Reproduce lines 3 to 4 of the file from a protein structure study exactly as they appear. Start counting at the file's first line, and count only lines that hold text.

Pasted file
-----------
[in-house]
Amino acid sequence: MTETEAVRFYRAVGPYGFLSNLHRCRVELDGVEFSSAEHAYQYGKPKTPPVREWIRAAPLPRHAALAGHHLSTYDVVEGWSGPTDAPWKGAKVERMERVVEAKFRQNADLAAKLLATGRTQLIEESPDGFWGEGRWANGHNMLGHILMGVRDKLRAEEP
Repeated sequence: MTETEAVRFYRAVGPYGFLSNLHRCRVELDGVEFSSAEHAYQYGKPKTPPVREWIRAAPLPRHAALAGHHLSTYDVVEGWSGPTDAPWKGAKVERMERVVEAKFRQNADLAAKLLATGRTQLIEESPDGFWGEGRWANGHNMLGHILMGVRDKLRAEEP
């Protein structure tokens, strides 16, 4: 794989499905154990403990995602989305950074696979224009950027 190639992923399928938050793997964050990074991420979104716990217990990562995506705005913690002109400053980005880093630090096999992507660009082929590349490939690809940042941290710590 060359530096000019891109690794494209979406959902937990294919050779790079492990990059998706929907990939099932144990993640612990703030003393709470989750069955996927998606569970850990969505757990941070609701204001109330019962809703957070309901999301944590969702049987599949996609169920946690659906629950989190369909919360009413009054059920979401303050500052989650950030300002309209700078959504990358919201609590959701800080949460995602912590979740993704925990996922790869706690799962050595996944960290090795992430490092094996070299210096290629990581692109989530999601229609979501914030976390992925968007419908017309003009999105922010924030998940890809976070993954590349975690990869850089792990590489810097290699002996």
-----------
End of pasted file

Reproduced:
Repeated sequence: MTETEAVRFYRAVGPYGFLSNLHRCRVELDGVEFSSAEHAYQYGKPKTPPVREWIRAAPLPRHAALAGHHLSTYDVVEGWSGPTDAPWKGAKVERMERVVEAKFRQNADLAAKLLATGRTQLIEESPDGFWGEGRWANGHNMLGHILMGVRDKLRAEEP
């Protein structure tokens, strides 16, 4: 794989499905154990403990995602989305950074696979224009950027 190639992923399928938050793997964050990074991420979104716990217990990562995506705005913690002109400053980005880093630090096999992507660009082929590349490939690809940042941290710590 060359530096000019891109690794494209979406959902937990294919050779790079492990990059998706929907990939099932144990993640612990703030003393709470989750069955996927998606569970850990969505757990941070609701204001109330019962809703957070309901999301944590969702049987599949996609169920946690659906629950989190369909919360009413009054059920979401303050500052989650950030300002309209700078959504990358919201609590959701800080949460995602912590979740993704925990996922790869706690799962050595996944960290090795992430490092094996070299210096290629990581692109989530999601229609979501914030976390992925968007419908017309003009999105922010924030998940890809976070993954590349975690990869850089792990590489810097290699002996």